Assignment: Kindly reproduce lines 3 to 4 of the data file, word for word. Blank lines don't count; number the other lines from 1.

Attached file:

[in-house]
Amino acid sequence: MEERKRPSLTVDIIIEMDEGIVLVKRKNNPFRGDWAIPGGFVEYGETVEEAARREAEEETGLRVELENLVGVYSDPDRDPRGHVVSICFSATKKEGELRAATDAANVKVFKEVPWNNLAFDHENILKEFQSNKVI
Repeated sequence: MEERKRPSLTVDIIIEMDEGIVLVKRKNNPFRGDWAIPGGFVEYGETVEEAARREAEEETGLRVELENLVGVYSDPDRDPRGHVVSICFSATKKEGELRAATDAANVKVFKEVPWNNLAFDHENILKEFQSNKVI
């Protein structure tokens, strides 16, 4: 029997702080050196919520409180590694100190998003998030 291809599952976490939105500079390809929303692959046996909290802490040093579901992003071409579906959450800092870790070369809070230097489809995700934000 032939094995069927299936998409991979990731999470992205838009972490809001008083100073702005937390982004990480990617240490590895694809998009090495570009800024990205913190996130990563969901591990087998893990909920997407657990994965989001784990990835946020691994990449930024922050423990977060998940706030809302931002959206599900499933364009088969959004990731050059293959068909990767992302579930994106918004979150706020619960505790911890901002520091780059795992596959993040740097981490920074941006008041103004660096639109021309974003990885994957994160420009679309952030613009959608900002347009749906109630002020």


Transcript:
Repeated sequence: MEERKRPSLTVDIIIEMDEGIVLVKRKNNPFRGDWAIPGGFVEYGETVEEAARREAEEETGLRVELENLVGVYSDPDRDPRGHVVSICFSATKKEGELRAATDAANVKVFKEVPWNNLAFDHENILKEFQSNKVI
């Protein structure tokens, strides 16, 4: 029997702080050196919520409180590694100190998003998030 291809599952976490939105500079390809929303692959046996909290802490040093579901992003071409579906959450800092870790070369809070230097489809995700934000 032939094995069927299936998409991979990731999470992205838009972490809001008083100073702005937390982004990480990617240490590895694809998009090495570009800024990205913190996130990563969901591990087998893990909920997407657990994965989001784990990835946020691994990449930024922050423990977060998940706030809302931002959206599900499933364009088969959004990731050059293959068909990767992302579930994106918004979150706020619960505790911890901002520091780059795992596959993040740097981490920074941006008041103004660096639109021309974003990885994957994160420009679309952030613009959608900002347009749906109630002020």